“More. Always more…”

The above is a direct quote from Billy Cox in a comment he made to another commenter in his blog he posted last Thursday concerning a posting he made about Anderson Cooper’s April 24th show on UFOs.

Now when it comes to UFOs and the mainstream media, no matter how good some amounts of physical evidence can be obtained around the incidents, disinformation and crack-pot debunking muddy up the waters so that nothing comes of the matter, confusing the issue:

After taking a look at the unedited version (thanks, Giuliano Marinkovic) of Anderson Cooper’s half-hour “Do You Believe in Space Aliens?” bilge from two weeks ago, it’s even worse than I feared.

Again, given the number of guests and the segment’s lack of focus, it was clear from the get-go that not a photon of light could’ve escaped from this sucking black hole. But it could have, because the producers actually had a hook to work with. And that’s what makes this strikeout especially regrettable.

Will one of you primates please just take a look at a couple of freakin’ leaves, please?/CREDIT: ppjg.me

Pennsylvanians were reporting a spike in UFO sightings in 2008, many emanating from the skies over Bucks County outside Philadelphia. It drew a little local media attention, the usual stuff, you know, with talking heads using the usual lame-o “out of this world” segues. And as these things usually go, nobody ever got to the bottom of it. So the flap stayed confined to local quarters.

Suddenly, from out of the blue, on April 24, Cooper resuscitated the mystery by inviting an eyewitness named Denise to tell national audiences about how she was awakened by her growling dog in the middle of the night to discover glowing lights above her house. The UFO(s) proceeded to sprinkle metallic-looking glitter on her tree, making her think “it was snowing in July.” Cooper then introduced Pennsylvania state Mutual UFO Network director John Ventre to talk about what happened to the tree.

Ventre said MUFON sent leaves from the affected tree to two different labs, both of which reported “high levels of magnesium and boron,” two to three times higher than controlled samples detected on neighboring trees. Furthermore, the leaves had produced anthocyanin, which Ventre accurately described as a plant’s natural defense from heat and radiation. But were those levels of anthocyanin excessive or unnatural? And what gives with the elevated magnesium and boron? This is the part where you bring in one of the lab analysts, right? Or a botanist, maybe?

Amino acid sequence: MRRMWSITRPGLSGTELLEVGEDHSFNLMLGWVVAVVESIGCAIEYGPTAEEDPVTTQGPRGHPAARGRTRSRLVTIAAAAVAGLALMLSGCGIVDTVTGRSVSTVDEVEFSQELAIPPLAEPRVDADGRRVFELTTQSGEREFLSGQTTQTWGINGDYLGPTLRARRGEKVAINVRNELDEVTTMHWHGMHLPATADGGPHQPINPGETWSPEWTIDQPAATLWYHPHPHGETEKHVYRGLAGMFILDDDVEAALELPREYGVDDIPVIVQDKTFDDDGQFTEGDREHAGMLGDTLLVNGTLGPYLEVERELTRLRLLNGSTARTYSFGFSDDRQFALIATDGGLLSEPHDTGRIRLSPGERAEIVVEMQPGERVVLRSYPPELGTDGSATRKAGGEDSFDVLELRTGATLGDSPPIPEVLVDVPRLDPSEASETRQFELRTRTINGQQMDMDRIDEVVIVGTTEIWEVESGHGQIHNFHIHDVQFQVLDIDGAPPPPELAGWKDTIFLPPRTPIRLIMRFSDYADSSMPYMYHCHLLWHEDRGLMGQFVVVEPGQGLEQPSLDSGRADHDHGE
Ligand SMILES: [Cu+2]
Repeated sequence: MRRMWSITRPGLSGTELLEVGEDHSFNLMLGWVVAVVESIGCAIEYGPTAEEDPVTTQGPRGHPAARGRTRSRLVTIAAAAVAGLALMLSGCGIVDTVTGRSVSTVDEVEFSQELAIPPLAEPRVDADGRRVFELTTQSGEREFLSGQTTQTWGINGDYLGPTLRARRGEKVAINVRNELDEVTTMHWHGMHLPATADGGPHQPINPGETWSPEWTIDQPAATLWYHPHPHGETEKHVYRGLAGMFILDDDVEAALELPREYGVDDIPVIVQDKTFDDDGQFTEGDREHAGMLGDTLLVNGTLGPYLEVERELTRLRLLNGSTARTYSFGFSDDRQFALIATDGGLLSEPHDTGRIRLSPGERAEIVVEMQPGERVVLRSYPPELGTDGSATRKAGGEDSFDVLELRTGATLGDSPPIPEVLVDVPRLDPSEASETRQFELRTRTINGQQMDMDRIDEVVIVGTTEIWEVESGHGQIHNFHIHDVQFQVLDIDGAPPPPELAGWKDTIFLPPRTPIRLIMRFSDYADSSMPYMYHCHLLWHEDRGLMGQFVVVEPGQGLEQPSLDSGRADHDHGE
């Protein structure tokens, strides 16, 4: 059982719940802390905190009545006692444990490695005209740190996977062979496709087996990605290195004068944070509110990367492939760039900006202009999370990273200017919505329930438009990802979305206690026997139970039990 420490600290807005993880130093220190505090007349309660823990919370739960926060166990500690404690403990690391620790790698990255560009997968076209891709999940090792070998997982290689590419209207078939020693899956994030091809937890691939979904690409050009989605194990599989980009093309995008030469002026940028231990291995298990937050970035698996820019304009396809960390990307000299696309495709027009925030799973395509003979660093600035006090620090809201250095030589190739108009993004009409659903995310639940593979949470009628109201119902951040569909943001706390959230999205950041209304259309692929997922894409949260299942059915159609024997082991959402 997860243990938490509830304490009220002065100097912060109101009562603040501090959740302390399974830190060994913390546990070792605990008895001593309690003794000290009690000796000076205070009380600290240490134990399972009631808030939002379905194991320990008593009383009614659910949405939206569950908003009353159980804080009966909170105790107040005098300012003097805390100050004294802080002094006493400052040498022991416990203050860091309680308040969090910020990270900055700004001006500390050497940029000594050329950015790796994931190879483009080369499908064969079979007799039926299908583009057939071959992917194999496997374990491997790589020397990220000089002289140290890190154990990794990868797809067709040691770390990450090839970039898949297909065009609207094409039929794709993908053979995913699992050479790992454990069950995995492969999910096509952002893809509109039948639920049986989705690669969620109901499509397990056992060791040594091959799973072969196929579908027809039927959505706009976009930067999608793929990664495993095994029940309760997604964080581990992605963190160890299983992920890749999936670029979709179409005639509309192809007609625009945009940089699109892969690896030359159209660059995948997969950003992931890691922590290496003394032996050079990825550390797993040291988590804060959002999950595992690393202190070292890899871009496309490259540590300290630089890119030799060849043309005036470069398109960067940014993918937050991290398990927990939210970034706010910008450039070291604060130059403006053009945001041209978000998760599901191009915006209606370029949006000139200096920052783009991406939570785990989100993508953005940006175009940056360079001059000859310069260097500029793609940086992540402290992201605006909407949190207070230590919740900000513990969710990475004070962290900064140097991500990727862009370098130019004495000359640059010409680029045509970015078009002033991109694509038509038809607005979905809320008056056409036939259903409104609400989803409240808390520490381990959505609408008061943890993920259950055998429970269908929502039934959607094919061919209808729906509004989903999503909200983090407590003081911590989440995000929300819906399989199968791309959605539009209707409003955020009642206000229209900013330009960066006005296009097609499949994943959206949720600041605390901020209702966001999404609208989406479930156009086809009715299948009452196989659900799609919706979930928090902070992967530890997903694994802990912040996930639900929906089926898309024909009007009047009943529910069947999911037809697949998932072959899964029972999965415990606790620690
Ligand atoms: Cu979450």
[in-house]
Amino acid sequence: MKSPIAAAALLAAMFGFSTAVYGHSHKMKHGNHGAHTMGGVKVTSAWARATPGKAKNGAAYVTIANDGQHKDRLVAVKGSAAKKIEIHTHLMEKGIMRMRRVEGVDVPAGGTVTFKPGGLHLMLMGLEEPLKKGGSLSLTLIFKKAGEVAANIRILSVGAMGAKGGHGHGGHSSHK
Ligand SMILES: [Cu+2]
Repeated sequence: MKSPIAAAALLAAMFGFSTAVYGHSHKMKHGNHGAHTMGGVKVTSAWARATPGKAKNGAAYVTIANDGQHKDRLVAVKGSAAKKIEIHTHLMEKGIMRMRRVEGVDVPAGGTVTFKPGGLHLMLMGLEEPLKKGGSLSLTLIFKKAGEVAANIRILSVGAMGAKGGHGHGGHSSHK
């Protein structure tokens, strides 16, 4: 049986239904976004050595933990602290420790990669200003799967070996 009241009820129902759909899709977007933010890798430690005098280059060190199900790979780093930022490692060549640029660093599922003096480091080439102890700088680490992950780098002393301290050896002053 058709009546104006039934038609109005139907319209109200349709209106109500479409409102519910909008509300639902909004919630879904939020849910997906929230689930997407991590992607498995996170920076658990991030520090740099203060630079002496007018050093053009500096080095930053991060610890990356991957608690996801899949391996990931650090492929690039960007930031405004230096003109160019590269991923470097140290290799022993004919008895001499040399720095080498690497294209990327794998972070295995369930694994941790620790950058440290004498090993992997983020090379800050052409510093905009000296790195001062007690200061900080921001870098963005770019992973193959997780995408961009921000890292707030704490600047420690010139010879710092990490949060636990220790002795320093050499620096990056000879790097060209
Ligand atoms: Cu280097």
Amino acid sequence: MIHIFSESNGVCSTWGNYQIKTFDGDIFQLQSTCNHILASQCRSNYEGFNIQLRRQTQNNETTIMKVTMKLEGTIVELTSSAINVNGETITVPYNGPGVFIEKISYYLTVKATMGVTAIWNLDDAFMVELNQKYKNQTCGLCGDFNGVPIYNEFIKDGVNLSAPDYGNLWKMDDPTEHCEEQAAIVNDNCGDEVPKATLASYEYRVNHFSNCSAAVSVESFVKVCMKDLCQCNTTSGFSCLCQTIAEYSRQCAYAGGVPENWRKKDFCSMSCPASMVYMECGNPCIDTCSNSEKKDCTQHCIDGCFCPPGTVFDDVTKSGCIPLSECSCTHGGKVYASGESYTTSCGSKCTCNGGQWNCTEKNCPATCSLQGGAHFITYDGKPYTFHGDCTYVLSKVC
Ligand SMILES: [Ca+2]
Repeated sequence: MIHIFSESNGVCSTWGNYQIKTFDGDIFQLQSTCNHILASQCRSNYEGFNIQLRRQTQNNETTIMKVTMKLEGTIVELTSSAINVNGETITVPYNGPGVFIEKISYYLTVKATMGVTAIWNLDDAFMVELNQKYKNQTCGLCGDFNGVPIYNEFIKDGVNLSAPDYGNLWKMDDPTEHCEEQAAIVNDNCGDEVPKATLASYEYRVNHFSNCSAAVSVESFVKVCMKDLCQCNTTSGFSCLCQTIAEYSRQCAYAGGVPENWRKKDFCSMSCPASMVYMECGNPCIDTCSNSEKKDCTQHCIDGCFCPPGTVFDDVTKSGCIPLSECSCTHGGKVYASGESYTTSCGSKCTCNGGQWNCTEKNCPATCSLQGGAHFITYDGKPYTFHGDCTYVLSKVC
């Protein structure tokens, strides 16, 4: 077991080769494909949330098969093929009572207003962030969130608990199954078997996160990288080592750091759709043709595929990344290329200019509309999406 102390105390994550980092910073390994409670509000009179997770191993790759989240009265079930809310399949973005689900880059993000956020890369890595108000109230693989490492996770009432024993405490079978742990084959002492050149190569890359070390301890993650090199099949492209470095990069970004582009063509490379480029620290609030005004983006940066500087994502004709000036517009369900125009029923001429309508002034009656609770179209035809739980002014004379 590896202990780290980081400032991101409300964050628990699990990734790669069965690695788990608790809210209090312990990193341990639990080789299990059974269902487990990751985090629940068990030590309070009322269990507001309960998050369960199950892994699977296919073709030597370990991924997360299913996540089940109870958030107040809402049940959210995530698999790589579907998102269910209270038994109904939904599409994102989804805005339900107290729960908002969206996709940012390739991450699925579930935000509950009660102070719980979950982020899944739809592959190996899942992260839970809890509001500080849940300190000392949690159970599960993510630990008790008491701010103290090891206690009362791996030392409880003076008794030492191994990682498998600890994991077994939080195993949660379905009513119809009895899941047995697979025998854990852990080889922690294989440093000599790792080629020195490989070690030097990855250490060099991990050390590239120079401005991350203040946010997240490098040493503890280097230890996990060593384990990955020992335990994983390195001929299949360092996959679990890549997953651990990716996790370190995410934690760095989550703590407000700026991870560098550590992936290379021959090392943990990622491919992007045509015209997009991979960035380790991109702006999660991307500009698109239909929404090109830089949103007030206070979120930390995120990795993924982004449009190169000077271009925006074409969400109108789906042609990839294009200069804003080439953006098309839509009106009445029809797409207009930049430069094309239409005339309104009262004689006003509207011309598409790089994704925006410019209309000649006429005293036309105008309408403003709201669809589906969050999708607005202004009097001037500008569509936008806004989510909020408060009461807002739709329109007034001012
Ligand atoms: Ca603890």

Nope. Not on Anderson Cooper. This is the part where you immediately shift gears and bring in a couple of UFO abductees. Then you bring on the designated debunker, in this case Joe Nickell, to dismiss it all in a few short sentences. Nickell informed Denise she’d only seen Jupiter. “So Jupiter dumped stuff on my tree,” Denise wondered, “is that what you’re saying?” No, Nickell countered, “I expect the stuff on your tree was probably, you saw some sand or something in the light.” Bottom line: no additional chatter on the boron or the magnesium or the anthocyanin, because AC needed to get a psychic medium to talk about star families.

Cooper, whose CNN promo is all about “keeping them honest” and “accountability,” allowed Nickell to get away with unchallenged inaccuracies. Nickell attributed the 2006 Chicago O’Hare Airport incident to a “hole-punch cloud,” even though National Weather Service meteorologists confirmed the temperature at the incursion’s estimated altitude of 1,900 feet was 53 degrees. (Hole punch clouds need freezing temperatures to occur.) Nickell said the 1997 Phoenix Lights UFO was a misidentified military flare drop. That massive object was sighted traveling along a 200-mile southbound corridor by hundreds of eyewitnesses from 8:15 to 9:30 p.m.; the Air National Guard admitted to dropping flares at 10 p.m. along the Barry Goldwater Range near Luke AFB. Even former Arizona guv Fife Symington said the flare explanation was bogus. So it looks like Cooper’s daytime show is going the “Fair & Balanced/We Report You Decide” route.

Anyhow, the Bucks County leaf samples sounded interesting. Maybe someday another network will actually put MUFON’s investigation to the test.

Naaaah …

I wonder if the samples from these trees were saved and technicians who tested the samples could be persuaded to come forward and post the results online in the ArX (?) academic peer review archives ?

At least the results could be retested if samples were saved and other papers could be written about so the hypotheses could be confirmed or rejected scientifically.

But I’m certain the old CIA tricks of media and skeptic debunking are the orders of the day still and no amount of physical trace evidence will ever be taken seriously.

To quote Billy Cox, “More. Always more…”.

Sorry I looked …

Hat tip to The Daily Grail.

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